February 12, 2012

Honoring Darwin

DarwinToday is Darwin Day, a celebration of the birth of Charles Darwin on Feb. 12, 1809. Whether we are talking about science or religion, Darwin's significance cannot be overstated. Darwin Day is a perfect excuse to reflect on Darwin's contributions and where we'd be without them.

To say that Darwin gave us the foundation of modern biology is accurate, but it only begins to convey his significance through the ages. In fact, such a statement seems to imply that Darwin's contribution was primarily historic. And yet, his work continues to have great relevance today.

Here's how Jobsanger put it in his Darwin Day post:
Today, more than a century after his death, Darwin remains one of the most respected and revered scientists of all time by those who respect science and reality -- and one of the most hated men of all time by fundamentalist theocrats who refuse to accept the reality of evolution.
That sums it up pretty well, doesn't it. For those of us who live in the real world, Darwin is a hero. For those who prefer to live in fantasy, he is someone to demonize, even though those who do so never seem to want to live without his contributions.

Dr. Coyne (Why Evolution is True) reminds us of Darwin's primary contributions to modern biology:
  1. The idea of evolution itself: the transformation of populations
  2. The idea that evolution was gradual rather than instantaneous involving the replacement of types in populations through differential reproduction rather than change of the individuals themselves
  3. The idea that all species have common ancestors, however dissimilar they are
  4. The idea of a branching tree of life, whereby one original species gave rise to all of life’s diversity today (this is simply the flip side of common ancestry)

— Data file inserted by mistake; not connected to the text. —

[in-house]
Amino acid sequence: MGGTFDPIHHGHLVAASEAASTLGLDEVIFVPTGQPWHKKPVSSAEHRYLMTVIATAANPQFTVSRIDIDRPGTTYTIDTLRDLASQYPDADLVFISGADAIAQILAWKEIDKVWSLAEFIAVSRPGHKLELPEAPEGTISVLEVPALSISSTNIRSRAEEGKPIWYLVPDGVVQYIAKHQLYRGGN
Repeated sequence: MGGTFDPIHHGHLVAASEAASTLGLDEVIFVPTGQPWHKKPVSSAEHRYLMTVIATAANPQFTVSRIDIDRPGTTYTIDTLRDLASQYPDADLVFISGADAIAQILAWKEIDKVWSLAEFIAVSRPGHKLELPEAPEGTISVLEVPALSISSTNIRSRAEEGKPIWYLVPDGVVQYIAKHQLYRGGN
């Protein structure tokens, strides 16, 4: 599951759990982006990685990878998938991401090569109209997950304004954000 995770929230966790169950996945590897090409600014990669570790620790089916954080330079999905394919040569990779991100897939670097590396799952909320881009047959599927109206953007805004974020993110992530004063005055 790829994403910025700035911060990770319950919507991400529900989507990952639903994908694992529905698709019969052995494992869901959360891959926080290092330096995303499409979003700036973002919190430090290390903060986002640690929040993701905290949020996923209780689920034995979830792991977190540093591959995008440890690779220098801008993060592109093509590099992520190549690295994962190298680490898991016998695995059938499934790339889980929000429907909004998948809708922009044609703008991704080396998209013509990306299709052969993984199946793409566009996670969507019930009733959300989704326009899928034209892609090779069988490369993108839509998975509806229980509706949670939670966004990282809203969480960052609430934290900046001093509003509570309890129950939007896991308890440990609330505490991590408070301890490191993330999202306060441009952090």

5. The idea that adaptive evolution is the result of a blind, and mindless process: natural selection, which accounts for the appearance of “design” that was previously imputed to the wisdom of God.
What Darwin gave us was nothing less than a scientific revolution. After Copernicus showed us that the geocentric view of the universe (i.e., the earth is the center of the universe and the planets revolve around it) taught by Christianity was false, Darwin demonstrated that an intelligent designer was not necessary. This demolished another pillar of Christian teaching and fostered scientific advances.

While Darwin's work is widely accepted and praised throughout much of the world, the hyper-religious United States has had a more difficult time with it. Our ignorance has retarded our progress in some ways, and if this bothers you, I'll suggest one thing you might do today in honor of Darwin: consider supporting the National Center for Science Education.

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